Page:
Blackhawk Tech adds new learning center for anatomy students | Education

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When Tiffany Garrison-Stanley started teaching anatomy at Blackhawk Technical College three years ago, she found herself yearning for a more student-led learning environment.

With the help of planning, a fresh space and new technology, Garrison-Stanley hopes that’s now an option.

The chair of the college’s math and science departments oversaw the creation of a new Anatomy Learning Center in Room 1303 on BTC’s main campus.

The center features plastic models, computerized training, virtual reality and an $80,000 Anatomage table, a machine capable of interactive 3-D cadaver dissections, case study reviews, CAT/MRI scans and more.

The virtual table lets students see the human body inside and out as well as highlight and study individual systems. Garrison-Stanley said it’s rare for a technical college to have such comprehensive technology.

“When I first got on campus, I was teaching anatomy, and I found this tool to be really helpful doing that,” she said of the table. “The problem was I was teaching in our lab, and I would have to cart all of the students down to the room where this was housed, and so it made integrating it into the curriculum really difficult.”

Now, Garrison-Stanley hopes the new anatomy center will allow college instructors to let students lead conversations and explore the human body in a new way.

The Anatomage table has been a big hit among students.

It houses four cadavers, each with its own underlying health conditions and backstory that can be discovered during dissection. The cadavers are computerized renderings of real people whose bodies were donated to research.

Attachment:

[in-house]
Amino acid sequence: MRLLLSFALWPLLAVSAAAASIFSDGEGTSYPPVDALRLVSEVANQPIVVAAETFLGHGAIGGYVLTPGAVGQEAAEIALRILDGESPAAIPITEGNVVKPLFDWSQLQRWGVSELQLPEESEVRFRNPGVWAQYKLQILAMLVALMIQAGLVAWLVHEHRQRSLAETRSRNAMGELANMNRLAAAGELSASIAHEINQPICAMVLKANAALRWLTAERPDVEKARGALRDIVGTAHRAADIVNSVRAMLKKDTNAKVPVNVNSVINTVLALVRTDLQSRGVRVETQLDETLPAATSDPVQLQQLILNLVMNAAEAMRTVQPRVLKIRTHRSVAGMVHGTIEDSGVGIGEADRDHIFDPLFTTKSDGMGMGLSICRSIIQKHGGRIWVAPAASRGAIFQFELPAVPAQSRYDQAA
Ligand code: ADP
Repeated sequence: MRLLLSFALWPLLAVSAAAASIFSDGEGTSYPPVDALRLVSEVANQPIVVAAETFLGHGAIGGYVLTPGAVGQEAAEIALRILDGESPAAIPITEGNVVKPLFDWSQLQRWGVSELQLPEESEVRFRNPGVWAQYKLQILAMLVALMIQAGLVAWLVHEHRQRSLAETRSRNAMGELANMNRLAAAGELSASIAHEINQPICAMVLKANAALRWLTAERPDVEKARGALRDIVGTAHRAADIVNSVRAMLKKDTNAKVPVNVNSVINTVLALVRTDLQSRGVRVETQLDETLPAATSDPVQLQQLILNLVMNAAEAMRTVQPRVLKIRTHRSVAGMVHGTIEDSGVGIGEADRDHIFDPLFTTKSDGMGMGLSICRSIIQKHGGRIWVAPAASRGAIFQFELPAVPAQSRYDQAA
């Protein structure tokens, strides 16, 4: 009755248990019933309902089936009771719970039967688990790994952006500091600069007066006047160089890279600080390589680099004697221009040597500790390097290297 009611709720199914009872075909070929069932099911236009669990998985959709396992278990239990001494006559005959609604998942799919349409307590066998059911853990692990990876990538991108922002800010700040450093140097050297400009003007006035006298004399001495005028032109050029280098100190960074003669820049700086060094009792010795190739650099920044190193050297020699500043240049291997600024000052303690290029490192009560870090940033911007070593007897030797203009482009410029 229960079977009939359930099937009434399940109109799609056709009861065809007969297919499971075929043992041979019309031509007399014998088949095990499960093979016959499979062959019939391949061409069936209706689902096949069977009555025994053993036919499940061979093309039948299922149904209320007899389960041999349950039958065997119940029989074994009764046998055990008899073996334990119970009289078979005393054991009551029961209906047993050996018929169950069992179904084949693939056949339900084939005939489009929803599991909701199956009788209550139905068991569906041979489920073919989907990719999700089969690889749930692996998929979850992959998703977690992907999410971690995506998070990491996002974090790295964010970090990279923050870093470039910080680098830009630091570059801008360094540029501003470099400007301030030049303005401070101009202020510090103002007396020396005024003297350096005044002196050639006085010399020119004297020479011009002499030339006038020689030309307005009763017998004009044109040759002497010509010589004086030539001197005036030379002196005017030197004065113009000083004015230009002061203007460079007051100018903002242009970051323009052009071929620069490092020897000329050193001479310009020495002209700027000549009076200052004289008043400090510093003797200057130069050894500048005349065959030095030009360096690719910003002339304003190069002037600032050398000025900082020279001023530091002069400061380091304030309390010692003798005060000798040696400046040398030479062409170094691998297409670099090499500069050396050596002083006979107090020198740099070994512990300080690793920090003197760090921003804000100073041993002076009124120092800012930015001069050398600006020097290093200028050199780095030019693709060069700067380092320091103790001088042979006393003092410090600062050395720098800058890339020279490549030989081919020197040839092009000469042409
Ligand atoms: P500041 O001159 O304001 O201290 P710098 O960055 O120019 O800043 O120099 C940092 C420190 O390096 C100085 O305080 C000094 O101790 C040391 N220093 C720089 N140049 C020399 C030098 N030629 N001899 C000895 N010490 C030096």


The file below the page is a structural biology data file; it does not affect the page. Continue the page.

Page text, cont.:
“I think that the usage of the plastic models was limited with the way the curriculum used to be designed. I think it’s really critical that a student be able to see an anatomical structure three-dimensionally,” Garrison-Stanley said.

“And in some ways, it’s actually better than a regular cadaver. You can undo your cuts; you can do things that you couldn’t do on cadaver tissue, and it doesn’t smell.”

Having the Anatomage table, the computers and other materials in the center improves the way BTC teaches students, Garrison-Stanley said.

“One thing we’re looking very closely at is making sure that the lab is designed so that it’s accessible to all types of thinkers. It’s important, especially with our student body, that we make it accessible to everyone, regardless of whether they’re an audio learner or a visual learner. We have to make it flexible,” she said.

Students must sign up to use the lab because of COVID-19 restrictions. It is available to any student enrolled in an anatomy class and is also available through Zoom. Instructors are welcome to use the lab during lectures, which could enhance learning, too, Garrison-Stanley said.

Student Billy Theama, who hopes to be a physical therapy assistant one day, says the anatomy lab already has helped him.

“It’s like a playground,” Theama said.

He visits the lab for about six hours each week before his classes and said its different elements have enhanced his ability to learn.

“It’s nice to have all of the resources in one room, and then to be able to jump between learning from a textbook to having a hands-on model that you can connect it with, to having the Anatomage table with the 3-D model and getting more familiar with all of it, it makes it stick a lot more when you can combine those learning methods,” Theama said.

Carlos Ansoleaga-Lopez is also studying at BTC with hopes of working as a physical therapist. He visits the anatomy lab weekly and prefers the Anatomage table.

“For me, it’s a big, nice table where everything is a good size, and you can move things around and see it all. It’s easier for me to learn, and it’s a great way to practice.”

That’s exactly what the lab is for, Garrison-Stanley said.

“I think collectively as a department, we’ve had to learn to kind of pry our hands off of that old-school lecture,” she said. “We have to stop talking at students and let them introduce the questions, let them explore what they need to explore.”

“And so I think the onus to create the lecture has left the building. We no longer want to tell them what they need to know. We want to give them a premise for what they need to know and have them explore it at their own will.”

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